In this context, it is closely associated with issues that relate to aggression, suppression, deceit, maltreatment and, often, violence. The most common forms are physical maltreatment, child abuse, domestic violence, sexual abuse, people in power abusing their authority, and many others. But there is one other type of abuse that often goes undetected, mainly because of how often it is inflicted with subtlety and disguised as valid discourse or form of communication.
This is called Emotional Abuse. It has proven, however, to be quite a limiting word, considering how emotional abuse can also be inflicted even without verbalizing it.
Yes, a person can abuse someone emotionally without uttering a single syllable. There is a certain ambiguity in how emotional abuse is often described, and this made it difficult, even for psychologists, researchers and clinicians, to come up with a fixed definition for it. However, emotional abuse is loosely described as the ongoing emotional maltreatment or neglect inflicted by one person on another, seemingly weaker, person which often results in the latter developing psychological trauma, such as anxiety, depression, and other health-related disorders.
To gain a better understanding of this concept, let us break down the characteristics of emotional abuse. It involves non-physical behaviors, which may range from delivering threats and insults to openly doling out public humiliation and intimidation. It may even be in the form of wordless but constant monitoring bordering on stalking and deliberate neglect and isolation of the subject or recipient of the abuse.
A person damaging property by throwing or kicking things around violently will also fall under emotional abuse, despite the use of physical force, since it the acts of physical aggression are indirectly aimed at the other person, who may also be the owner of the damaged property. It is often brought on when there is an imbalance of power in the relationship.
One wields a higher authority or power over the other, and he uses this to manipulate, control, demean, or simply demonstrate this superiority over him.
The abuse is intentional, with the abuser deliberate in choosing the actions he will use to attack his intended victim.
He may be calculated in his approach, or he could use random and even reckless acts, but they are all meant to do one thing: The abuse occurs on a regular basis, with the repetitions taking place for extended or prolonged periods. As it goes on, the intensity of the aggression is escalating, with each attack worse than the previous one. Words can wound, and the abuser makes full use of this weapon by saying things or uttering words that he is fully aware will upset, annoy, or offend other people, particularly the person he is directing his verbal attack to.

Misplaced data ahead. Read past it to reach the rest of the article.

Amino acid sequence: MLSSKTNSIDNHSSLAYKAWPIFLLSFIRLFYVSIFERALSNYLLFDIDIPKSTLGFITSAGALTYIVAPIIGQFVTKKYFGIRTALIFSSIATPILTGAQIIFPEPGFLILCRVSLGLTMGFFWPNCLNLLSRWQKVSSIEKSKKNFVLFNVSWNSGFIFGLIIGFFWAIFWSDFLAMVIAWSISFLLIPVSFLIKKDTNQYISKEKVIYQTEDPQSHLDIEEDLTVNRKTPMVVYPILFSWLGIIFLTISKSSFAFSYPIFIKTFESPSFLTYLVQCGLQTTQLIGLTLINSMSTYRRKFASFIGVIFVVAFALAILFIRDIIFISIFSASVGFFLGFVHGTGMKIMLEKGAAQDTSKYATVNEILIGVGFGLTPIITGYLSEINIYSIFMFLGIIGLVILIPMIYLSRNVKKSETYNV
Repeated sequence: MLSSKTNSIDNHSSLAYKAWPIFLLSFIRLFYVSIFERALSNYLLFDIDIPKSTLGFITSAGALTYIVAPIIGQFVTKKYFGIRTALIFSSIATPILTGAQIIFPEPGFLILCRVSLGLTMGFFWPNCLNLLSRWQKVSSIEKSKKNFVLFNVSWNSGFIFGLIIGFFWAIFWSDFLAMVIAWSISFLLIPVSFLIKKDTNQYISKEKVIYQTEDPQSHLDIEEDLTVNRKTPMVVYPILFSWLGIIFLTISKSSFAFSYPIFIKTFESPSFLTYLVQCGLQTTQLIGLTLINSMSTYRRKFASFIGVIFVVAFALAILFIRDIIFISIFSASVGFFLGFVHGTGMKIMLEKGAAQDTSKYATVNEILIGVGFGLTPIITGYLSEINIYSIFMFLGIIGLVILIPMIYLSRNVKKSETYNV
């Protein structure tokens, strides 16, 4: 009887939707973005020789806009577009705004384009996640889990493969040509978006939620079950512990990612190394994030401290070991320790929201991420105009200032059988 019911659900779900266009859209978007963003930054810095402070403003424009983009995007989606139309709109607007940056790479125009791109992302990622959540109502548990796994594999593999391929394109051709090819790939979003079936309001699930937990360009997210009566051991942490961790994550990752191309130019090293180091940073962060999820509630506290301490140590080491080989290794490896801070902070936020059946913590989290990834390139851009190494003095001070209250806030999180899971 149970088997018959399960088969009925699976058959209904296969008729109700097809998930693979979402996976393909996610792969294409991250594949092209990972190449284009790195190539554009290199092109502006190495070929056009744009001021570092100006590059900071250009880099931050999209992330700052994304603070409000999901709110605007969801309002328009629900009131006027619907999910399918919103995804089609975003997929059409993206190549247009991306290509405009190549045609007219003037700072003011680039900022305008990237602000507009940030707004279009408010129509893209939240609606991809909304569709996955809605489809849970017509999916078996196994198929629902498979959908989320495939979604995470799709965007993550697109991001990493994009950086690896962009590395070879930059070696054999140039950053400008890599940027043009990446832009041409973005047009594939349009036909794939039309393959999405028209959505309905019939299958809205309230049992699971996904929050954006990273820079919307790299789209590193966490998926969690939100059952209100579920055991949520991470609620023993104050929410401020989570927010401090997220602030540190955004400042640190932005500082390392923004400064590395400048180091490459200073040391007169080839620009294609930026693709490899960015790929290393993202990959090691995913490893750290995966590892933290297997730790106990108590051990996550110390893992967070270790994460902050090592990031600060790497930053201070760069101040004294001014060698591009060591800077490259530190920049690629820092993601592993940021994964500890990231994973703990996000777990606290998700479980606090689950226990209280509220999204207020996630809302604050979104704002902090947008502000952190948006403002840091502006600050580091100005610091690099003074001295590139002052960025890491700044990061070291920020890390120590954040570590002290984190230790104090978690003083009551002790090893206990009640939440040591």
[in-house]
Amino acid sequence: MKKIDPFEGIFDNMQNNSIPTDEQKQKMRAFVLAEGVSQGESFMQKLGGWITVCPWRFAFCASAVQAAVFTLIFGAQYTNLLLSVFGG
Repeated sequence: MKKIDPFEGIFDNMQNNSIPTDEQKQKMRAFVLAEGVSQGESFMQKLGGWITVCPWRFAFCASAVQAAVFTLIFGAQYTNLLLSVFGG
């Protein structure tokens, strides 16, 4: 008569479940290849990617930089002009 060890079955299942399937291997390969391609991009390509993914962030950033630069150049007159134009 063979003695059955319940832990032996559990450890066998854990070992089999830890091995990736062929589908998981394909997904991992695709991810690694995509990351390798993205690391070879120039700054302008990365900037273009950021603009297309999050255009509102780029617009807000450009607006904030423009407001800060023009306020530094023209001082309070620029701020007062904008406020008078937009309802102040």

It could be a thinly veiled insult, or it could be an all-out, full-on verbal lashing that involves swearing and cursing, and it could be done either in private or in public, with many eyes watching. The abuser asserts his dominance over the abused, making sure that the latter understands, in no uncertain terms, that he is the one calling the shots.
He could also employ tactics that will isolate the abused, such as preventing him from seeking help or assistance from others, or blocking other avenues for the abused to be able to make even a token resistance against his abuses. The green-eyed monster is usually seen at the root of most cases of emotional abuse, especially in relationships and, in some instances, in the workplace.
Jealousy plants seeds of suspicion which, in turn, drives people to want to control others. Their need to feel secure in their current position, especially when they feel threatened, makes them even more determined to stake their claim, so they become abusive.
However, emotional abuse can be just as harmful, and probably even more destructive, since the damage goes deeper within the psyche of the one on the receiving end. Instead of physical pain, he is left with the harder-to-ease emotional pain, and the scarring can be more permanent.
His vulnerability to emotionally abusive attacks is brought on by existing feelings of inferiority, self-doubt, and a general lack of confidence. By piling on the abuse, the person will feel even smaller, since his initial impressions of himself are, in a way, validated or confirmed. For example, a husband never misses pointing out how incompetent his wife is, and this eats away at the wife, who is already suffering from a low self-esteem because of her current unemployed state.